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Inbounds Avalanches Rock Ski Country

Unstable conditions and quick snow accumulation have led to two deaths and two injuries so far this season.
posted: 12/17/2008
by Pieter Van Noordennen

Photo By: Jay Beyer

A glut of early season snow led to two slides within the boundaries of U.S. ski resorts this week.

Sunday afternoon, skier Heather Gross, 27, died after being buried in a slide on the hike-to steeps on Mount Baldy in the Eye of the Needle area at Snowbird Resort. The slide was triggered at 12:30 p.m., and Utah authorities and avalanche experts are still investigating how the slide happened. Snowbird and Alta are renowned for the avalanche prevention techniques, making this slide all the more strange. The resort extended its deepest sympathies to Gross and her family. Read the release here.

Also on Sunday, two skiers set off a slide in Blue Sky Basin in Vail, expert terrain located beyond the Back Bowls but nonetheless controlled by ski patrollers. Skier Matt Jones was caught, but swam through the debris and was only buried up to his waist when the debris settled. His partner was carrying a shovel and dug him out. “I can officially say that a slide is crazy scary,” Jones wrote in a report posted on the forums at “I don't want to ever go thru that again...ever. I am also ALWAYS going to wear my gear now, no matter the boundary.”

Out of bounds avalanches have been off the charts in this early season, as well, with one claiming the life of a 26-year-veteran of the Aspen Ski Patrol last weekend. Recent storms—and more coming—have left the backcountry snowpack with little to no stability. As Bruce Tremper, famed head of the Utah Avalanche Center, writes in his latest report: “Let's be clear: the backcountry is exceedingly dangerous right now. You will trigger an avalanche if you decide to ski a steep slope at the mid and upper elevations.”

That said, the chances of setting off a slide on a blue cruiser at your local resort are next to nil. But expert skiers traveling to the periphery of the resort boundaries—say, hike-to shots or remote bowls—should heed Jones’s advice to ski with a partner and bring a pack and shovel, if not beacons and probes. Here are some suggestions for gear from the editors at Skiing Magazine. Ski safe.

Adventure Medical Kits Thermo-Lite 2.0 Bivvy

Backcountry skiing is great until a storm blows in, temps drop, and you’re stuck overnight in a snow cave. Carry this 6.9-ounce bivy in your pack and it just may save your life. —Ryland Mauck-Duff, Contributor,

Click Herefor more info and other gear Skiing recommends.

Buy it Now!

Pieps Freeride Beacon

Pieps thinks a $400 beacon is a big enough impediment to make casual backcountry skiers roll the dice. So they brought us the Freeride, a single-antenna beacon with a digital readout that’s half the price of others. It works on flux lines, which takes a little more practice to learn, but when you have it, you’re golden. —Jake Bogoch, Editor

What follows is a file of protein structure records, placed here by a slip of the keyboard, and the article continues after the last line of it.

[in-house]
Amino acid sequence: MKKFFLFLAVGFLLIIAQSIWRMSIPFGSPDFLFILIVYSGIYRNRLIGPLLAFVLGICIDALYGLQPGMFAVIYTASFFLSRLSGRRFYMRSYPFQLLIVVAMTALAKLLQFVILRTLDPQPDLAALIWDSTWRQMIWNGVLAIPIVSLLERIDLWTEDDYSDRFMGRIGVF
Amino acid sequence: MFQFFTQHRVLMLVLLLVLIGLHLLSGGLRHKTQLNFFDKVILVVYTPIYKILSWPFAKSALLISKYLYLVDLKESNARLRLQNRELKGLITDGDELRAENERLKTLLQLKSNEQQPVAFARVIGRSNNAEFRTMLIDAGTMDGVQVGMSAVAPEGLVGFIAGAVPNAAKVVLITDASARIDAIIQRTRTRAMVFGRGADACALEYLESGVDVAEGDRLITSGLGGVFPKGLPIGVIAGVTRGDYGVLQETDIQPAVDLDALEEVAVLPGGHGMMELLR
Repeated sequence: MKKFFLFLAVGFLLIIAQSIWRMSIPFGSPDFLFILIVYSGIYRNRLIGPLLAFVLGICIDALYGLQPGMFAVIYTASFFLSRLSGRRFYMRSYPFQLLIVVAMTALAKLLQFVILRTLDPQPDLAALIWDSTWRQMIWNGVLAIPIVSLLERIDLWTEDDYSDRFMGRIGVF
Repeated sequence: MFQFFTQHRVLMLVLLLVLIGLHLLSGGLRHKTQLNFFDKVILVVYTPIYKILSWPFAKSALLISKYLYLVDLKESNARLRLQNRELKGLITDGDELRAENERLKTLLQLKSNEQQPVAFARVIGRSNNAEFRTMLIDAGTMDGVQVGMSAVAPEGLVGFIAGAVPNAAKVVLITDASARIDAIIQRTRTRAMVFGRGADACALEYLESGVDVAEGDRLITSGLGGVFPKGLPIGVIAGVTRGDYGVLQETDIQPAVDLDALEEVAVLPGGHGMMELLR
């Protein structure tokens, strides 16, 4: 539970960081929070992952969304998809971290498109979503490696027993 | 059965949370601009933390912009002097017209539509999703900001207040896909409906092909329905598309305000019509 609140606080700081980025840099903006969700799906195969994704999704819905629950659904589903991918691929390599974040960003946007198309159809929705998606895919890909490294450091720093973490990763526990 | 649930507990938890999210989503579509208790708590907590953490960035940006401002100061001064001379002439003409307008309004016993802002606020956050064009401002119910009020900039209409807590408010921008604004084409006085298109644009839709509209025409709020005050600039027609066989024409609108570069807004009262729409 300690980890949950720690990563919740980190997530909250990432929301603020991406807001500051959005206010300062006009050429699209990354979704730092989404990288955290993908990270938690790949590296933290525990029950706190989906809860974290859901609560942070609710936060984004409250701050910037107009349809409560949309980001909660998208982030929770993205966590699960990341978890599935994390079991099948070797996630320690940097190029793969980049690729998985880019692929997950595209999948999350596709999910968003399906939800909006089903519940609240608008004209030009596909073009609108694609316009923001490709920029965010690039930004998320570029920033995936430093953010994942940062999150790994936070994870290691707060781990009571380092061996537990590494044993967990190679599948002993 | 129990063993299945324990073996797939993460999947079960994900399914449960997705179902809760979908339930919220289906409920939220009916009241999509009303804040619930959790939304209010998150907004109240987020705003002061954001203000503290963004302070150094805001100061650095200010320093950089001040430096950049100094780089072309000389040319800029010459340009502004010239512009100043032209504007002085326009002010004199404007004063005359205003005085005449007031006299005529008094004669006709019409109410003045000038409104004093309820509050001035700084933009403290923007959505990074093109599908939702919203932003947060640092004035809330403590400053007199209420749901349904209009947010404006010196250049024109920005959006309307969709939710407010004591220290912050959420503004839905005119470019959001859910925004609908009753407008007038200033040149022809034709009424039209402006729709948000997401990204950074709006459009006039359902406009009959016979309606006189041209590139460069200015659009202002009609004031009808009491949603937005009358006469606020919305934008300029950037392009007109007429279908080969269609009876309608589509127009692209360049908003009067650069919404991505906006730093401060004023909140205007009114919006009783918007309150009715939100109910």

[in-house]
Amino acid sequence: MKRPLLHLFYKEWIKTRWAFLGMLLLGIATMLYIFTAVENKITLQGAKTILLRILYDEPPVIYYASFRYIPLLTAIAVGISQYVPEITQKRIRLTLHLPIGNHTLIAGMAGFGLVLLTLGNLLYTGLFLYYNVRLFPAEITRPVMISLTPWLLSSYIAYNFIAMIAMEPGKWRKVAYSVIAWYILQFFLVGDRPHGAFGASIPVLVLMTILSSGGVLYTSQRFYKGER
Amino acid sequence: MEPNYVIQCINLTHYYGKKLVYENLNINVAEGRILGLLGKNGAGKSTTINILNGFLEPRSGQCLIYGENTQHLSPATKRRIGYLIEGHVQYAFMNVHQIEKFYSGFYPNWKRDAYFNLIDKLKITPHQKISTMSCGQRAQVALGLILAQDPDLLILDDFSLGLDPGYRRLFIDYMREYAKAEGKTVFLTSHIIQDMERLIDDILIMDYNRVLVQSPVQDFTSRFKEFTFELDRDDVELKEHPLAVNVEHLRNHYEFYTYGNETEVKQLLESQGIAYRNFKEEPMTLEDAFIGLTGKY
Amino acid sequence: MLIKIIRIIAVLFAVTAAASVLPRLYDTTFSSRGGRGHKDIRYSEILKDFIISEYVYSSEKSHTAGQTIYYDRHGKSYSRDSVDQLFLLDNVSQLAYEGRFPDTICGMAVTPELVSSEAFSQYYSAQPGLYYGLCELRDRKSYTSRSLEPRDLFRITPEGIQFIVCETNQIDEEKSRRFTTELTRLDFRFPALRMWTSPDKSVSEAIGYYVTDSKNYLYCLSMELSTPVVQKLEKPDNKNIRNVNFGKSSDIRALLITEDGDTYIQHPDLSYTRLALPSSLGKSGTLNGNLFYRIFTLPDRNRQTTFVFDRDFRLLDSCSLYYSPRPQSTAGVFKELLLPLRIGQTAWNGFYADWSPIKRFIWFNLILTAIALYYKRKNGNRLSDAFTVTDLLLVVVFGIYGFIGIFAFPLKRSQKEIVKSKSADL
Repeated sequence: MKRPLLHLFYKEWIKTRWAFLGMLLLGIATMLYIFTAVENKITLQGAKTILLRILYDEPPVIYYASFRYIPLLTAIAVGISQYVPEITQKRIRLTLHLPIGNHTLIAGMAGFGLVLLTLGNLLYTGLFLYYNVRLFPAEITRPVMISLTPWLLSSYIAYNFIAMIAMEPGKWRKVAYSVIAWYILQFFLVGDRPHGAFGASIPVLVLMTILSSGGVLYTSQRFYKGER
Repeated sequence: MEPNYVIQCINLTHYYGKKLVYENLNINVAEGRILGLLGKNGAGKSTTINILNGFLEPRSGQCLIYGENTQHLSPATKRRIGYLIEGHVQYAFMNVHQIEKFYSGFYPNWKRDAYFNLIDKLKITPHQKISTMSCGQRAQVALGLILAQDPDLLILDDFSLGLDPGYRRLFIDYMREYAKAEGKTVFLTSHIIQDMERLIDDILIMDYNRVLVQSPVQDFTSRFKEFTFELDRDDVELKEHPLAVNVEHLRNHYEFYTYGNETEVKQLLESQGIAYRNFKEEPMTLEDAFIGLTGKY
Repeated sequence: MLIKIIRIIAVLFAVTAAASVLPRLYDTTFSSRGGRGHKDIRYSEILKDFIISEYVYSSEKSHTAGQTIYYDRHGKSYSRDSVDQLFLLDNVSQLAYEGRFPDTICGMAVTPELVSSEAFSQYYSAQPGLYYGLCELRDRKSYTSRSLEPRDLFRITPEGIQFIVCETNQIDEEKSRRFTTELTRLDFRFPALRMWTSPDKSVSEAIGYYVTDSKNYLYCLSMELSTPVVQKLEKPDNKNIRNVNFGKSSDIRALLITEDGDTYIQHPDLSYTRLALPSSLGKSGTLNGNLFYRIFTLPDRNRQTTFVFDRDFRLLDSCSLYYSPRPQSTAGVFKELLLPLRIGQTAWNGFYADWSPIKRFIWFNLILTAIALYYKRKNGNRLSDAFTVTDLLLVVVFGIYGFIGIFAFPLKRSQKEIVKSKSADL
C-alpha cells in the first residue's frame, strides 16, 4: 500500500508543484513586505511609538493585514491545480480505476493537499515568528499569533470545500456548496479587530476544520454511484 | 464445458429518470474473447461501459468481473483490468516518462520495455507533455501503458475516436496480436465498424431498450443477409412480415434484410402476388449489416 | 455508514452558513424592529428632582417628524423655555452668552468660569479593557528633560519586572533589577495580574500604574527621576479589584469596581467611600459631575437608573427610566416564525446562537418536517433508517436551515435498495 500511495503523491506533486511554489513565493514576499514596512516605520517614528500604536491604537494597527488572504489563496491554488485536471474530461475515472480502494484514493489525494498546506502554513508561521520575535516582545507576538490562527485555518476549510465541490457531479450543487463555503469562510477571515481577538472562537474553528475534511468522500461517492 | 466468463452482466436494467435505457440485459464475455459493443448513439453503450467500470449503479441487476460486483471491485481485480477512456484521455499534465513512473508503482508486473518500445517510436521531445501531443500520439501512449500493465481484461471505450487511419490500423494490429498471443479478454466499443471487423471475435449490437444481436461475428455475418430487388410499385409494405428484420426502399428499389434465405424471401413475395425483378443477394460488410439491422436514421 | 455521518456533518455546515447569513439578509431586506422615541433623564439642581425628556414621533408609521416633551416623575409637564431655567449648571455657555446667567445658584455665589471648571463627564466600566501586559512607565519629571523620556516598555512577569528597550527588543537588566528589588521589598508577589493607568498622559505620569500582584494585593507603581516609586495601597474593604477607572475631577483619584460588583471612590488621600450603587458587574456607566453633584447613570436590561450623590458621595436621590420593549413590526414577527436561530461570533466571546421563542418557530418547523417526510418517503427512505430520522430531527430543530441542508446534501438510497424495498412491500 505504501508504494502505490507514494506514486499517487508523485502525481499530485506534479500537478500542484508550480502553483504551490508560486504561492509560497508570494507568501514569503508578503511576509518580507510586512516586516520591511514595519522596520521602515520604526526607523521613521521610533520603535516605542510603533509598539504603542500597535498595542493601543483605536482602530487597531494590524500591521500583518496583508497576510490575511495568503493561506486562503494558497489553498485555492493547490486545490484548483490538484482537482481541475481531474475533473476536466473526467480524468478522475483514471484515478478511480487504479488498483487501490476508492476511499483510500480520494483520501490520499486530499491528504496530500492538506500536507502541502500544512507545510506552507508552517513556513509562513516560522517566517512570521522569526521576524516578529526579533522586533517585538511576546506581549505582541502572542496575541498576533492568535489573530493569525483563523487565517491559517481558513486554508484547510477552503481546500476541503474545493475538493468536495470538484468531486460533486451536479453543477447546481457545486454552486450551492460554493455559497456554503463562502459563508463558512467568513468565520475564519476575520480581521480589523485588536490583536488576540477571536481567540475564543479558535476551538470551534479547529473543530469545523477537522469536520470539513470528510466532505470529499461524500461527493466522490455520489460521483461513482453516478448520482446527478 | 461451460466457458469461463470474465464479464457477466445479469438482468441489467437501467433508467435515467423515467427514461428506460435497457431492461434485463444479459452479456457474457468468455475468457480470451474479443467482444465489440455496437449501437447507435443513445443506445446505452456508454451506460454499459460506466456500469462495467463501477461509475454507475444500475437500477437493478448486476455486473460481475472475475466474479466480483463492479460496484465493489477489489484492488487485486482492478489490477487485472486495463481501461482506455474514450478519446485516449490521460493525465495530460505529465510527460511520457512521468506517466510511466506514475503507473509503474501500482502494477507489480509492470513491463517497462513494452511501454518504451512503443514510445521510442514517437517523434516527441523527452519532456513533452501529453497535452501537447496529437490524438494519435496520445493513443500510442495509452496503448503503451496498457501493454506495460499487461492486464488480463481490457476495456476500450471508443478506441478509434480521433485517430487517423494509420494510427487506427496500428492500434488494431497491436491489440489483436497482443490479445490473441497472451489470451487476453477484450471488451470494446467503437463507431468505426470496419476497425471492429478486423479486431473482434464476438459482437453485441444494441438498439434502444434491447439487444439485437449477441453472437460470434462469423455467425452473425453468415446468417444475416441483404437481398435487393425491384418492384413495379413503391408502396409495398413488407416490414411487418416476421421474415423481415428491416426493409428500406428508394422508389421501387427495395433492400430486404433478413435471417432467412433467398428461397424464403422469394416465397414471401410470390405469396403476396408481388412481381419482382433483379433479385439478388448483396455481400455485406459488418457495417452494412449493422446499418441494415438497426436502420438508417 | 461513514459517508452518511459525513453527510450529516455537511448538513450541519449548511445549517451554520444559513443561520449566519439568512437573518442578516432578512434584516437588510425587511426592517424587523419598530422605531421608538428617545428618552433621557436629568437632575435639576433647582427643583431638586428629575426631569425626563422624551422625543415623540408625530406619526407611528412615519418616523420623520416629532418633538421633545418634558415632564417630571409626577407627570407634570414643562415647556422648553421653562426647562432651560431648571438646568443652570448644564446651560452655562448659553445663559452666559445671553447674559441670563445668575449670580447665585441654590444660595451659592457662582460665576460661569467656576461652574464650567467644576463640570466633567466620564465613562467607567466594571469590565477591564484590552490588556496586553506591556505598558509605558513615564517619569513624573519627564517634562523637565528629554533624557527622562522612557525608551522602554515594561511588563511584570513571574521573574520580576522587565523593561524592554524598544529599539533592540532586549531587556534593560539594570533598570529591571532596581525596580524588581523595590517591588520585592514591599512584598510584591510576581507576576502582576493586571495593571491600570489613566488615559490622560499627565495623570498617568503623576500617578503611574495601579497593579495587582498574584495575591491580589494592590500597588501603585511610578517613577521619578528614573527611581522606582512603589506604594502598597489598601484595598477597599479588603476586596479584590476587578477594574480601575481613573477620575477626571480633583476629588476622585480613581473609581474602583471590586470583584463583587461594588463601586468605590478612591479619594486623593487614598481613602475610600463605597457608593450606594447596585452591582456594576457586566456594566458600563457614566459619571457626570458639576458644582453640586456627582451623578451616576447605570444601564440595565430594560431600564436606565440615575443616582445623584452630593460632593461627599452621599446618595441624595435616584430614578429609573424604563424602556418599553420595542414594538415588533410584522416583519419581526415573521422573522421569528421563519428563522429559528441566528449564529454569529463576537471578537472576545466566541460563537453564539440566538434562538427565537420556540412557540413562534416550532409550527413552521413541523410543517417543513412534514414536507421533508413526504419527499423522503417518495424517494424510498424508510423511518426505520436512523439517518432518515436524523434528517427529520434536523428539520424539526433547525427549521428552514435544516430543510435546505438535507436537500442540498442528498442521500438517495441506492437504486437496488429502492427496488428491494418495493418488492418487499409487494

Click Herefor more info and other gear Skiing recommends.

Buy it Now!

Ortovox Grizzly 2 Shovel

The new Grizzly 2 has an extendable handle, a massive metal blade, and a serrated edge that slashes through the densest avalanche debris. And if your two-wheel drive gets stuck in a snowbank, flip it into hoe mode for chunk-slashing power.

Check Out other life-saving gear for the backcountry.

Buy it Now!

Black Diamond Quick Draw 230 Probe

Probes function pretty much the same, but the difference between a good one and a great one is ease of assembly. The eight-ounce, carbon-fiber Quick Draw 230 is tapered at the end of each section, so it slides together in just three moves—grab, toss, and pull.

Check Out other life-saving gear for the backcountry.

Buy it Now!

Black Diamond Covert with Avalung Winter Pack

From the get-go, the concept of the AvaLung intrigued me: As you're getting buried in a slide, you bite down on the device's mouthpiece and it delivers your poisonous CO2 harmlessly into the snowpack behind you till someone comes and digs your ass out. -- Marc Peruzzi, former Editor

Read More about this incredible backpack.

Buy it Now!


"Sounds like patrol is still doing control work, they must be somewhere on the backside," I thought to 642-446 myself as I began to get my camera out. Staying focused on the task at hand, my next thought was, "This would be a good angle to have Tim ski right to me this time." I turned my head uphill to tell him this, but never got a word out. Instead, my jaw dropped open in shock and awe. It was a sight I will never forget as long as I will live: a wall of snow 10 feet high and some 642-642 100 feet wide rushing and rumbling down the wide gully known as "P3," heading straight for *Rob, a good friend and ski partner of ours who had just taken a fall at the top of the wide apron below. He was still cleaning out his goggles 642-825 and gathering himself up as I shouted over to him, "ROB, AVALANCHE!!"Rob looked back over his shoulder, saw what was happening and tried to get up and out of the way, but the slide was moving much too fast and it was already nearly upon him. In my last view of him, again, another sight that is now burned permanently into my brain,

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